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Essential Tips for Better Twitter Etiquette

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  • Essential Tips for Better Twitter Etiquette

We live in a world where Twitter is one of the main news outlets. The greatest celebrities and the most powerful statesmen in the world are sharing their official opinions via Twitter. Major studios are teasing their new movies on Twitter first, and for the majority of people, Twitter is the most important news source there is.

Now, outside of being just passive recipients of other people’s Tweets, people are Twitter users themselves. This too comes with a string of responsibilities and consequences. For instance, you see people facing outrage or even losing their jobs over something they’ve tweeted years ago. At other times, if you’re not careful, you may rapidly start losing followers.

The thing is that knowing how to use Twitter properly is not nearly as intuitive as it seems. Sure, registering a Twitter and understanding that your posts can be 280 characters long is quite simple. However, not a lot of guides take time to introduce you to some basic dos and don’ts of this platform. With that in mind and without further ado, here are some essential tips for better Twitter etiquette to get you started.

Twitter etiquette

Twitter For Business Vs Personal Twitter Profile

If you’re running a business, it might be a good idea to make a separate professional Twitter profile. So, that’s it? After all, Twitter is Twitter and all you have to do is use it like you use your personal Twitter profile, right? Well, not exactly. You see, there are several important differences.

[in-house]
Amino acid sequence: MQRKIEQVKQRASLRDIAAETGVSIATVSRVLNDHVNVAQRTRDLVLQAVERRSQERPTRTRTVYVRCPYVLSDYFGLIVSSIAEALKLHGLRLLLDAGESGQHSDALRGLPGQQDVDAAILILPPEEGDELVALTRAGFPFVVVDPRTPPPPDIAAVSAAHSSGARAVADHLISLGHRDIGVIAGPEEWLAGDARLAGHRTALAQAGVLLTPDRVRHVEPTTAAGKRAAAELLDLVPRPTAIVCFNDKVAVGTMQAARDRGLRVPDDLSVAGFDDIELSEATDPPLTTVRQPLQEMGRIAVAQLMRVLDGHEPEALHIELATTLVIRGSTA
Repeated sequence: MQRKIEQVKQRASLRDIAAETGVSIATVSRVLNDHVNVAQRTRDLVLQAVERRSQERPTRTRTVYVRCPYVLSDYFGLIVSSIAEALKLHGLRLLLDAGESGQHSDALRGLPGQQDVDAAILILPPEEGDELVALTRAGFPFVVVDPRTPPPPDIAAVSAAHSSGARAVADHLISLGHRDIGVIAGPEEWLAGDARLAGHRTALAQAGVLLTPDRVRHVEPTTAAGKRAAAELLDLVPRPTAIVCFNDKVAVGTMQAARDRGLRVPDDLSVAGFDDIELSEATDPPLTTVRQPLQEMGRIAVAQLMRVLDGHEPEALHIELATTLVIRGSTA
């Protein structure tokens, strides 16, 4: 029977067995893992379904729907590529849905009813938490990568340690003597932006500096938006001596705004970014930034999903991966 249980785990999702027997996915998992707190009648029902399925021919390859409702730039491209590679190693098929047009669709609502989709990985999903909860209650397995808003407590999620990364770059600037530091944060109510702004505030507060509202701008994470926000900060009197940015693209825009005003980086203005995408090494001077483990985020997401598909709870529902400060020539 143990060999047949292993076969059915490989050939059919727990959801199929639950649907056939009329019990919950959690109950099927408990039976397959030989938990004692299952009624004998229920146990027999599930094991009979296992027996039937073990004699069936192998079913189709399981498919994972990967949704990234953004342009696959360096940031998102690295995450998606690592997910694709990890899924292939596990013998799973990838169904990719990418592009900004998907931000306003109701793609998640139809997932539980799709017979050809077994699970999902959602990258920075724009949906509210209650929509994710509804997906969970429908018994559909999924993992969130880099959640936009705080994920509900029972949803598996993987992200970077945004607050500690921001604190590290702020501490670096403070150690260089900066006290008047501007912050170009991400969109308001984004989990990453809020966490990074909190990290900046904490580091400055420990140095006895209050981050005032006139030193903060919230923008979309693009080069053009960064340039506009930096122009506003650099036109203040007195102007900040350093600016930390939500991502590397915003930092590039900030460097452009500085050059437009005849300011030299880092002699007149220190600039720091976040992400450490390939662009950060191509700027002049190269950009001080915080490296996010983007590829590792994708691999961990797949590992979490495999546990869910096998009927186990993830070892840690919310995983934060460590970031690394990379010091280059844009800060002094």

• Purpose: Your personal Twitter account can be about anything you want it to be. You can express your personal opinions, talk about your daily routine, etc. A business account requires you to stick to the point. While you can express an opinion, it needs to be a stance of the organization and only on something that concerns the industry. You also need to share valuable information and stick to the important talking points.
  • Tools: Simply put, Twitter provides businesses with more tools to analyze their market and grow their reach. There are also features like Quick Promote, Twitter Shopping, Professional Profiles, etc. Needless to say, these are not available to personal accounts.
  • Requirements: For a professional Twitter account, you need to fulfill several requirements. For instance, while you can name your account however you want, your account profile needs to have a name, a bio, and a profile picture. You must also confirm your identity. For a personal account, all you need to do is be older than 13.
  • Profile photos: Now, there are two acceptable types of profile photos for a professional account. You can either use a headshot or a company logo. When it comes to personal accounts, there are no restrictions.

Now, while you should always list your source of information, as a business, this is far more important. For instance, if you’re a broker, mentioning the tools for traders that you’re using in your analysis is not required, but it is expected of you.

Whom Should You Follow Back?

On Facebook (and MySpace before that), everything was clear. Someone sends you a request, and by accepting, you’re forming a reciprocal online relationship. On Twitter and Instagram, on the other hand, you don’t have to follow back people after they start following you. This causes an eternal dilemma, who should you follow back, and is it fine to not follow back everyone?

Now, there are some strong arguments to be made for following everyone back:

  • It’s just good etiquette. Will people be grateful if you follow them back? Not necessarily. However, they might hold it against you if you don’t.
  • Following people back might get you more followers. People prefer pages that follow people back. If you can occasionally comment on their Tweet (or even retweet them), even better.
  • You get so many sources of content, which is a real challenge for busy businesses.